Award Date


Degree Type


Degree Name

Doctor of Philosophy in Engineering


Civil and Environmental Engineering

First Committee Member

Nader Ghafoori, Chair

Second Committee Member

Samaan Ladkany

Third Committee Member

Ying Tian

Fourth Committee Member

Pradip Bhowmik

Graduate Faculty Representative

Clay Crow

Number of Pages



Alkali-aggregate reaction (AAR) is a form of distress that occurs in concrete and results in serviceability problems, cracks, spalling, and other deterioration mechanisms. There are two categories of AAR, namely, alkali-silica reaction (ASR) and alkali-carbonate reaction (ACR). Alkali-silica reaction is one of the most recognized deleterious phenomena in concrete, and has been a major concern since its discovery in the 1940s. The reaction which occurs between reactive silica or silicates present in some aggregates and alkalis of Portland cement produces an alkali-silica gel that expands in the presence of moisture resulting in concrete cracks. ACR is also a chemical reaction between reactive carbonate rocks and the alkalis present within the cement paste. Alkali-carbonate reaction is not as well-spread as alkali-silica reaction.

The aim of the research study was to (1) examine the extent of the reactivity (expansion) of the aggregates quarried from fourteen different sources in the Southern and Northern Nevada, (2) investigate the ASR-induced losses in the unconfined ultimate compressive strength and stiffness of the concrete cylinders made with the trial aggregates, and (3) apply various mitigation methodologies to suppress the excessive expansion of the reactive aggregates.

The reactive aggregates were identified by conducting different accelerated laboratory testings; namely, ASTM C 1260, modified C 1293, and ASTM C 1105. Afterward, a number of mitigation techniques were employed to control the adverse effect of alkali-aggregate reactivity. The selected mitigation methodologies included the use of the (i) Class F fly ash as a partial replacement of Portland cement, (ii) lithium nitrate in the mixing water, and (iii) combined Class F fly ash and lithium nitrate. Four different dosages of Class F fly ash; namely, 15, 2 0, 25 and 30% by weight of cement replacement were considered. Up to six dosages of lithium nitrate resulting in the lithium-to-alkali molar ratio (Li/Na+K) of 0.59, 0.74, 0.89, 1.04, 1.18 and 1.33 were used to suppress the excessive expansion of the reactive aggregates. For the third mitigation technique, a constant amount of lithium nitrate with a Li/Na+K molar ratio of 0.74 was combined with two dosages of Class F fly ash (15% and 20% by weight of cement replacement) to alleviate the excess expansion of the reactive aggregates that could not be controlled by the utilization of lithium nitrate with a Li/(Na+K) molar ratio of higher than 0.74.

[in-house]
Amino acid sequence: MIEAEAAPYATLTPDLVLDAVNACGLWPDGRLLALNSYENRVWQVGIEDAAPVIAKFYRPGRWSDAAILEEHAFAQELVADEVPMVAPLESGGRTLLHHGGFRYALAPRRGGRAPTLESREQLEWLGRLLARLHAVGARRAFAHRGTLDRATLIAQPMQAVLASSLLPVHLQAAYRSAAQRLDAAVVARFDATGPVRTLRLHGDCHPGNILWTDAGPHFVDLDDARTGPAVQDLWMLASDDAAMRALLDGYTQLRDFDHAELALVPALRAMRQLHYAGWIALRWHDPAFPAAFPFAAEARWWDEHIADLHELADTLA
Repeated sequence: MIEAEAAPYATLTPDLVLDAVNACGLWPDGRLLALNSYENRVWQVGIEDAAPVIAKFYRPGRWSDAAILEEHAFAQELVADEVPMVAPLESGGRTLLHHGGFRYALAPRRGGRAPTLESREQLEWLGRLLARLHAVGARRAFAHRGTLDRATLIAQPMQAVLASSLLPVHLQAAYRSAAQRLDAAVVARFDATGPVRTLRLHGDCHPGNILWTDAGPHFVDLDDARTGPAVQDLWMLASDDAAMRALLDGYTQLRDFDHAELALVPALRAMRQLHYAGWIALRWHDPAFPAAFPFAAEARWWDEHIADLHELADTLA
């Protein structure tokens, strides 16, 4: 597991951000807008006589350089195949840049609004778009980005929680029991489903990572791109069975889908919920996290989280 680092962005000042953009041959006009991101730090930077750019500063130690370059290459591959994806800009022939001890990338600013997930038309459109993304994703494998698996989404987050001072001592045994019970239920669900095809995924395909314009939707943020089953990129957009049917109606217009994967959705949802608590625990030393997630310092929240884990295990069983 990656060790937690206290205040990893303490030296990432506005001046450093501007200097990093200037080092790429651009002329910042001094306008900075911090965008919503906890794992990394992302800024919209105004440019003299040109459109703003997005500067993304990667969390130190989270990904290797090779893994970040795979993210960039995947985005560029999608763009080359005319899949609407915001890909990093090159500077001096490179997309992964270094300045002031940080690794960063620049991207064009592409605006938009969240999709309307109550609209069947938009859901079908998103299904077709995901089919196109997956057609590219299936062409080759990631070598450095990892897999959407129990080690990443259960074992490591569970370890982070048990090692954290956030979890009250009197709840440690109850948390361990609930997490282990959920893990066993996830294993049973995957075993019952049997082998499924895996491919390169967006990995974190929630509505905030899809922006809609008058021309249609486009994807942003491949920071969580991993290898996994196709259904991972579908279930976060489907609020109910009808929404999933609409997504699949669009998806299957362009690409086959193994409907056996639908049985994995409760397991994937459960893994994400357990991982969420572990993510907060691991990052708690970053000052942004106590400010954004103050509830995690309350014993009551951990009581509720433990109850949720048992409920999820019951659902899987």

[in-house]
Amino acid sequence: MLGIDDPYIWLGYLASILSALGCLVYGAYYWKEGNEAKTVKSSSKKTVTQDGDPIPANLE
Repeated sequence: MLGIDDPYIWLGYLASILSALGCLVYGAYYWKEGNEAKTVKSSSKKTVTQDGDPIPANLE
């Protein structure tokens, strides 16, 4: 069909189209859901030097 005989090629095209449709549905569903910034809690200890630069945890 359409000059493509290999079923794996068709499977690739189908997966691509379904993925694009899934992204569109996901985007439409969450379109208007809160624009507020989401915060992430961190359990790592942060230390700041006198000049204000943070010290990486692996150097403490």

The laboratory test results reveal that the ASR-induced expansions depend on the aggregate mineralogy, soak solution type and concentration, cement alkalis, and immersion age. The ASR classification of the trial aggregates based on the late-age failure criteria of the test specimens produces more reliable and consisted results when compared to those obtained from the early-age failure criteria. The study also shows that the loss in stiffness due to ASR is more severe than the loss in compressive strength at both early and late-immersion ages. The optimum dosages of Class F fly ash or lithium nitrate in suppressing ASR-induced excess expansions of the reactive aggregates at different immersion ages varies depending on the aggregate mineralogy, ASR-induced expansion of untreated mortar bars, and the physio-chemical compositions of pozzolan or admixture used. The combined use of standard lithium nitrate dose (lithium-to-alkali molar ratio of 0.74) and a moderate amount (15%) of Class F fly ash (with a CaO content of 7.4% or less) as a partial replacement of Portland cement by weight is sufficiently effective in arresting the excess ASR-induced expansions of the investigated reactive aggregates at all selected immersion ages.


Aggregates (Building materials); Alkali silica reactivity; Concrete cracking; Expansion of solids; Loss in compressive strength; Loss in stiffness; Alkali-aggregate reactions; Portland cement; Mechanical properties; Prevention


Civil Engineering | Construction Engineering and Management | Materials Science and Engineering | Structural Materials

File Format


Degree Grantor

University of Nevada, Las Vegas




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